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Author: Haddox-JL; Pfister-RR; Slaughter-SE, Eye Research Laboratories, Brookwood Medical Center, Birmingham, Alabama 35209, USA
Publication: Cornea. 1996 Mar; 15(2): 191-5
Our purpose was to determine whether chelation of Ca2+ and Mg2+ is the mechanism by which sodium citrate inhibits corneal ulceration in the alkali-injured rabbit eye. The right eyes of 60 albino rabbits (2-2.5 kg) were alkali-injured by filling a 12-mm-diameter plastic well placed on the corneal surface with 0.4 ml of 1 N NaOH. After 35 s the alkali was aspirated, and the well was rinsed with physiological saline. Animals were randomly distributed to three treatment groups of equal size. Two drops of the following topical medications were administered on the hour (14 times a day) for 35 days: physiological saline, 10% citrate in saline, and 346 mM Ca2+, 346 mM Mg2+, and 10% citrate in saline. During the experiment, significantly fewer ulcerations occurred in the citrate-treated eyes (5 of 20, 25%) than in the saline-treated eyes (15 of 20, 75%). When ulcerations did develop in the citrated group, they occurred significantly later and were less severe than those in the saline and calcium-magnesium-citrate groups. There was a significant increase in the number of eyes with signs of band keratophy and translucent areas in the calcium-magnesium-citrate group when compared with the other two groups. As in previous studies, sodium citrate significantly inhibited the development of corneal ulcers after alkali injury. The annulment of the favorable effect of citrates on ulceration in the alkali-injured eye by the addition of calcium and magnesium shows that the mechanism of action of citrate is the chelation of these divalent cation.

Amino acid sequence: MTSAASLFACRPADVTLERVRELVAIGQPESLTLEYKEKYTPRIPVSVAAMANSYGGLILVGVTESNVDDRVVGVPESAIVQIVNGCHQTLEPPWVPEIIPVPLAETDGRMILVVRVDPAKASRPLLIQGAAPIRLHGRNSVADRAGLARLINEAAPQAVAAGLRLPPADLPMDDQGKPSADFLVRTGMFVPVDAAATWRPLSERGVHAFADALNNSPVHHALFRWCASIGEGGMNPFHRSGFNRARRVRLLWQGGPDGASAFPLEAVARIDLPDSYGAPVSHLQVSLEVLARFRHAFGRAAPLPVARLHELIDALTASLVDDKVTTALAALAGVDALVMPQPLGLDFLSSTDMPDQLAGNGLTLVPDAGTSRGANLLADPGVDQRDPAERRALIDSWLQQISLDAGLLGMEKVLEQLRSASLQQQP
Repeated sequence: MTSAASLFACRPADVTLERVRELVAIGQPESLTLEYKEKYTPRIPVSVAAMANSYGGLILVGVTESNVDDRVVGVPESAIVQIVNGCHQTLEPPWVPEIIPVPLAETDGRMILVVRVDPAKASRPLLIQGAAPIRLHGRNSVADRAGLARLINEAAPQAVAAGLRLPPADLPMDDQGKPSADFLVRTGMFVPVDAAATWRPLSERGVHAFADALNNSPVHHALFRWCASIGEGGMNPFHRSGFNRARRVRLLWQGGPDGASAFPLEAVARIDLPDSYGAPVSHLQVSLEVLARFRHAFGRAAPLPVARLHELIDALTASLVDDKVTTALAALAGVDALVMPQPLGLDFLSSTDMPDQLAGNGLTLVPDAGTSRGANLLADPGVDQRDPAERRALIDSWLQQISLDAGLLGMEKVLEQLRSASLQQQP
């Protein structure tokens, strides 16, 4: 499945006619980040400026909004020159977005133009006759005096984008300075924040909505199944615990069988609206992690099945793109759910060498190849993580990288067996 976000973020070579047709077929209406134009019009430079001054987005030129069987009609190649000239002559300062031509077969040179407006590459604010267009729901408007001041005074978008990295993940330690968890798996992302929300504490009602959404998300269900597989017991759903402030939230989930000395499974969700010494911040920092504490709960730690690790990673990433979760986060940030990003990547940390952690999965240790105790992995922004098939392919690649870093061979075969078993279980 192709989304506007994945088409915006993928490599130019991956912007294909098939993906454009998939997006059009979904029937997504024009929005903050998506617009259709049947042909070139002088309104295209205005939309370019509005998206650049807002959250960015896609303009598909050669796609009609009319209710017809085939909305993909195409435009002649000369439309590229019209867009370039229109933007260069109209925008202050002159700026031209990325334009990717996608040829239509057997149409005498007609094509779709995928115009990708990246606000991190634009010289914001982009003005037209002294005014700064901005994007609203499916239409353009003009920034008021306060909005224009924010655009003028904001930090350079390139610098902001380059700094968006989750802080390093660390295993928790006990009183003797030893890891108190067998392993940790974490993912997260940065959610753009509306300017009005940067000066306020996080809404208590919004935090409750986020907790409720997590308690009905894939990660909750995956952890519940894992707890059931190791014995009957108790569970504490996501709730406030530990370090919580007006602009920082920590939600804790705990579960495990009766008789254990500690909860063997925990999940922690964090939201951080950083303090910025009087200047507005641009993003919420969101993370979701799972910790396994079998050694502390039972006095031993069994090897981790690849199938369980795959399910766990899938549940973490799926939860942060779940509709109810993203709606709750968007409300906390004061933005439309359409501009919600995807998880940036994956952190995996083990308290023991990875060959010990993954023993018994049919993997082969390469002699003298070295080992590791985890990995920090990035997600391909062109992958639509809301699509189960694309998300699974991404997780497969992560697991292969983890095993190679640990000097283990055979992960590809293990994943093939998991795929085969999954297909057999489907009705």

A 60-year-old female splashed cleaning solution in her eyes. She was irrigated with the Morgan Lens until pH returned to normal. Afterwards, she told me, "You know, contact lenses are a lot more comfortable than I thought. Maybe I should get some!". Her chemical conjunctivitis resolved nicely without sequelae. A clinical success.Physician (Virginia)
The Morgan Lens is used in 90% of hospital emergency departments in the USA and can be inserted in less than 20 seconds. There simply is no other "hands-free" method of eye irrigation. Nothing else frees medical personnel to treat other injuries or to transport the patient while irrigation is underway. Nothing is more effective at treating ocular chemical, thermal, and actinic burns or removing non-embedded foreign bodies, even when the patient's eyes are closed tightly. Its design makes it simple and straightforward to use so minimal training is required.